Okwui Enwezor was inspired in a way by the pionieristic 1974 Venice Biennale, part of which was bravely dedicated to Chile. This was a gesture of solidarity toward that country in the aftermath of the violent coup d’état, in which General Augusto Pinochet overthrew the government of Salvador Allende in 1973.
We are living now in an age of anxiety, uncertainty, deep division and inequality, despite the great progress made in knowledge and technology. It is time therefore to investigate how the tensions of the outside world act on the sensitivity and the vital and expressive energy of artists. One of the reasons the Biennale invited Okwui Enwezor as curator – Paolo Baratta stated - was for “his special sensitivity” in this regard. Therefore he has created ARENA, an active interdisciplinary space at the Giardini where public debate, readings, chanting and film screenings will take place as an ongoing work in progress. Marx’s Das Kapital will be read as a dramatic text by trained actors during the entire duration of this year’s Art Biennale.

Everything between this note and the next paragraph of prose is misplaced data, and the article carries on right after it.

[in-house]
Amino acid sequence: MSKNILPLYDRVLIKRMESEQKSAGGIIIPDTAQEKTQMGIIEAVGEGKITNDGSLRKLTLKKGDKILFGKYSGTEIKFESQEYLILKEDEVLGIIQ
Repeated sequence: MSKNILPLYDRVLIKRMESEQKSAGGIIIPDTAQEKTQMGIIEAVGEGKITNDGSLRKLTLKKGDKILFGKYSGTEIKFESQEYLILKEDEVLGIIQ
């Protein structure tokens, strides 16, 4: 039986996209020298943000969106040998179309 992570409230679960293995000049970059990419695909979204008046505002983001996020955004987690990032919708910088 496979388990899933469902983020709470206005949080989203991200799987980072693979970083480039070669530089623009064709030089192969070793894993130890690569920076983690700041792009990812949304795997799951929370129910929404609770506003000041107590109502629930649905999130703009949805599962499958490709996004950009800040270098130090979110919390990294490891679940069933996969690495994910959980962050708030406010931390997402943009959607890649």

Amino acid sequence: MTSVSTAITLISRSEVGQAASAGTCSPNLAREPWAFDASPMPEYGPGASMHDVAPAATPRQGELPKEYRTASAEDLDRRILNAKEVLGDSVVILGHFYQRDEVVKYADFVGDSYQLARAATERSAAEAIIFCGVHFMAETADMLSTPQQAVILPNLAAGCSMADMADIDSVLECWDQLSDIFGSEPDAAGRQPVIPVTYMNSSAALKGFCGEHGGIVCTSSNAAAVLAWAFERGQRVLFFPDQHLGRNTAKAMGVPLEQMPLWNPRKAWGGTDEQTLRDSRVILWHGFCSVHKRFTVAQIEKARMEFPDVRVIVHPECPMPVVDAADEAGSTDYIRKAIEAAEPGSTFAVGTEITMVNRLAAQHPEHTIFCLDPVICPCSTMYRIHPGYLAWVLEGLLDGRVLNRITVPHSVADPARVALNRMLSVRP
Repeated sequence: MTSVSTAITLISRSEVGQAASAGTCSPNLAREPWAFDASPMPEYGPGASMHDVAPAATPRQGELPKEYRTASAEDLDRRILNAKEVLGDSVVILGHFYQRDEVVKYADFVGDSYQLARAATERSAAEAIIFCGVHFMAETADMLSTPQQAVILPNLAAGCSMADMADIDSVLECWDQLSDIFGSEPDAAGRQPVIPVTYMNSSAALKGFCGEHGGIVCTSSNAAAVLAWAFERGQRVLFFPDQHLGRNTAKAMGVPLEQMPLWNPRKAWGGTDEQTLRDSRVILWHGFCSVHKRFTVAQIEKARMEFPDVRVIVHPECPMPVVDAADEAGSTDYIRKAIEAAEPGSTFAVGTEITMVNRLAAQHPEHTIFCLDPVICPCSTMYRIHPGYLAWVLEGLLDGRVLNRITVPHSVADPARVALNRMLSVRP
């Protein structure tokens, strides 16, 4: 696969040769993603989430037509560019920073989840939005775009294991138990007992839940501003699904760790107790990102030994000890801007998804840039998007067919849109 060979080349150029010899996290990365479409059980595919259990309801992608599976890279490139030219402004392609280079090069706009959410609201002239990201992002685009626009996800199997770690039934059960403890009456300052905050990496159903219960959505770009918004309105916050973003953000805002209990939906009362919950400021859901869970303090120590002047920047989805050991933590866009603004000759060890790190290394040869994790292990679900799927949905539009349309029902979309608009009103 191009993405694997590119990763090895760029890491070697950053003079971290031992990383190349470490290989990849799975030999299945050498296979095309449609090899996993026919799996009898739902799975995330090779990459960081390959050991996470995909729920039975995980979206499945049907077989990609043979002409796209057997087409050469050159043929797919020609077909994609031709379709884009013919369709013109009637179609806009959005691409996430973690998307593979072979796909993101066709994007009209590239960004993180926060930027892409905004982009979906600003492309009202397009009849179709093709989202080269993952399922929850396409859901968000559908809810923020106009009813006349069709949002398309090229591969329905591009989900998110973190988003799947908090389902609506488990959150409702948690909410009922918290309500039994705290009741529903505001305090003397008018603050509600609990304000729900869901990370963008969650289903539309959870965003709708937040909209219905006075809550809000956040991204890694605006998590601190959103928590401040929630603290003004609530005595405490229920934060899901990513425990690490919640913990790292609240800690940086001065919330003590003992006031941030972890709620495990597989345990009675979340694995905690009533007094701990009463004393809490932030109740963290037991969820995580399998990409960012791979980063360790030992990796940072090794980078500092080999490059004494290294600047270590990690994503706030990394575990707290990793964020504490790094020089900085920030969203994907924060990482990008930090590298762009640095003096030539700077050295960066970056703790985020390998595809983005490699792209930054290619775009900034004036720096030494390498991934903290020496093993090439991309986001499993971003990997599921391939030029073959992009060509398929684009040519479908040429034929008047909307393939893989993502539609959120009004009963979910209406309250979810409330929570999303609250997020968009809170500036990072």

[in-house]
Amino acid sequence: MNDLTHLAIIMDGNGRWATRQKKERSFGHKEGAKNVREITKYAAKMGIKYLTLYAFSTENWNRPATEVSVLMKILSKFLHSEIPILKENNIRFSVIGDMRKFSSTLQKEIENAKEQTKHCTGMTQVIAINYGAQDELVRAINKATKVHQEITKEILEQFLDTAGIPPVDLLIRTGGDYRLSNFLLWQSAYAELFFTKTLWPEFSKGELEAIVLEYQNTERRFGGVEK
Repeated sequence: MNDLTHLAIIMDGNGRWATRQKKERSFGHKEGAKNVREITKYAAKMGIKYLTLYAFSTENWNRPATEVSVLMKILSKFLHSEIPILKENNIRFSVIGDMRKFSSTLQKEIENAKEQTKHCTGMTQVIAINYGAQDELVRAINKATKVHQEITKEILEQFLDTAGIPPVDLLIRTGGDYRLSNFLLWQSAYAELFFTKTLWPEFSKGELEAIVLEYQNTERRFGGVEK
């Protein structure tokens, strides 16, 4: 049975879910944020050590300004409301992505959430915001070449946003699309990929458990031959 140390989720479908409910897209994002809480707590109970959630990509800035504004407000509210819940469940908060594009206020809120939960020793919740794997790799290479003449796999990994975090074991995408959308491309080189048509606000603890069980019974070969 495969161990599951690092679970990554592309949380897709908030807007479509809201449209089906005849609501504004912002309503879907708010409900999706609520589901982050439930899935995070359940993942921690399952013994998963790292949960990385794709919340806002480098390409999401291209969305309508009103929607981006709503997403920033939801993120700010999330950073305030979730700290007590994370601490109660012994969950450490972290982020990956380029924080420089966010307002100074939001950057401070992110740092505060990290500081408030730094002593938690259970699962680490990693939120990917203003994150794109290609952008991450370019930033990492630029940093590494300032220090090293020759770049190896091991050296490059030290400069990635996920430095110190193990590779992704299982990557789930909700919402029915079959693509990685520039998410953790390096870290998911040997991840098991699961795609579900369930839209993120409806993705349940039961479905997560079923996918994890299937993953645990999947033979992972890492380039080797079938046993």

Enwezor has invited 136 artists, of which 89 will come for their first time. The participants are from fifty-three different countries including Grenada, Mauritius, Mongolia, Republic of Mozambique, and Republic of Seychelles as well as Ecuador, the Philippines and Guatemala, after years of absence. This is going to be a global exhibition where Enwezor summons artists from all over the planet without being judgemental. He will show a multi-faceted “Parliament” of new shapes and dialectic forms of art from what is paradoxically called the periphery of the world moving into a dimension where memory, time and space become one.
He has commissioned several new scores and artists’ performance works to encourage a vital interaction of the arts.